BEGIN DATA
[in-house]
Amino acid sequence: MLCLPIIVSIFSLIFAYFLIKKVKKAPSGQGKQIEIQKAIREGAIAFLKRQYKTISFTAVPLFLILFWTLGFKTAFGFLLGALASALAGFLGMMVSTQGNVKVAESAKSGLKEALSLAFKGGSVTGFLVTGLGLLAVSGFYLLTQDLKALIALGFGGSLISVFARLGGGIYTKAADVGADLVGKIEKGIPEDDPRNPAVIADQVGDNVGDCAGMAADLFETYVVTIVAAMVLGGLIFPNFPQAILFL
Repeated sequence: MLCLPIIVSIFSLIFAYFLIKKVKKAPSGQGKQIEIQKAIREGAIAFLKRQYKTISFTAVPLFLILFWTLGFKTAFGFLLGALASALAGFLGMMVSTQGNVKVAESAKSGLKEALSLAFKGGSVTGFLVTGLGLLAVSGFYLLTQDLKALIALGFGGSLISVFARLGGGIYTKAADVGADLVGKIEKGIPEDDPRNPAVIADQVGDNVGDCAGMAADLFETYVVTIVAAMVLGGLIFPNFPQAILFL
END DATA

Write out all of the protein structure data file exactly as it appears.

[in-house]
Amino acid sequence: MLCLPIIVSIFSLIFAYFLIKKVKKAPSGQGKQIEIQKAIREGAIAFLKRQYKTISFTAVPLFLILFWTLGFKTAFGFLLGALASALAGFLGMMVSTQGNVKVAESAKSGLKEALSLAFKGGSVTGFLVTGLGLLAVSGFYLLTQDLKALIALGFGGSLISVFARLGGGIYTKAADVGADLVGKIEKGIPEDDPRNPAVIADQVGDNVGDCAGMAADLFETYVVTIVAAMVLGGLIFPNFPQAILFL
Repeated sequence: MLCLPIIVSIFSLIFAYFLIKKVKKAPSGQGKQIEIQKAIREGAIAFLKRQYKTISFTAVPLFLILFWTLGFKTAFGFLLGALASALAGFLGMMVSTQGNVKVAESAKSGLKEALSLAFKGGSVTGFLVTGLGLLAVSGFYLLTQDLKALIALGFGGSLISVFARLGGGIYTKAADVGADLVGKIEKGIPEDDPRNPAVIADQVGDNVGDCAGMAADLFETYVVTIVAAMVLGGLIFPNFPQAILFL